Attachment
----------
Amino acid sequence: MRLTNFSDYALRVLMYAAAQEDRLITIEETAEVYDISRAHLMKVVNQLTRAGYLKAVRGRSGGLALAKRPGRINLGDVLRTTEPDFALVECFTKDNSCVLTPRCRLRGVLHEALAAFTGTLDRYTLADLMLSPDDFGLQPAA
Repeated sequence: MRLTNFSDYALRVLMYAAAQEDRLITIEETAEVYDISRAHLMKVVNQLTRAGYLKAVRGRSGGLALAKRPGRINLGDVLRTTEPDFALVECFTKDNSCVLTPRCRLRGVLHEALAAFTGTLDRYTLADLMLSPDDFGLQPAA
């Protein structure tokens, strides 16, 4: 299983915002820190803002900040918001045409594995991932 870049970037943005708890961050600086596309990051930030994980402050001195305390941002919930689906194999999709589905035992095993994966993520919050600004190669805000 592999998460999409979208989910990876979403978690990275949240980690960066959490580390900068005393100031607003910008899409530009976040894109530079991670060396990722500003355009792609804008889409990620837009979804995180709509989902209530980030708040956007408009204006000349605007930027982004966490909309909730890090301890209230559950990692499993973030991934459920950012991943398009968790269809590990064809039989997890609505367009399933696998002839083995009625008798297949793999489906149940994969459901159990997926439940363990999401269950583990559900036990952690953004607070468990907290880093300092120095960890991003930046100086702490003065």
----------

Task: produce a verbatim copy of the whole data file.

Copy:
Amino acid sequence: MRLTNFSDYALRVLMYAAAQEDRLITIEETAEVYDISRAHLMKVVNQLTRAGYLKAVRGRSGGLALAKRPGRINLGDVLRTTEPDFALVECFTKDNSCVLTPRCRLRGVLHEALAAFTGTLDRYTLADLMLSPDDFGLQPAA
Repeated sequence: MRLTNFSDYALRVLMYAAAQEDRLITIEETAEVYDISRAHLMKVVNQLTRAGYLKAVRGRSGGLALAKRPGRINLGDVLRTTEPDFALVECFTKDNSCVLTPRCRLRGVLHEALAAFTGTLDRYTLADLMLSPDDFGLQPAA
């Protein structure tokens, strides 16, 4: 299983915002820190803002900040918001045409594995991932 870049970037943005708890961050600086596309990051930030994980402050001195305390941002919930689906194999999709589905035992095993994966993520919050600004190669805000 592999998460999409979208989910990876979403978690990275949240980690960066959490580390900068005393100031607003910008899409530009976040894109530079991670060396990722500003355009792609804008889409990620837009979804995180709509989902209530980030708040956007408009204006000349605007930027982004966490909309909730890090301890209230559950990692499993973030991934459920950012991943398009968790269809590990064809039989997890609505367009399933696998002839083995009625008798297949793999489906149940994969459901159990997926439940363990999401269950583990559900036990952690953004607070468990907290880093300092120095960890991003930046100086702490003065």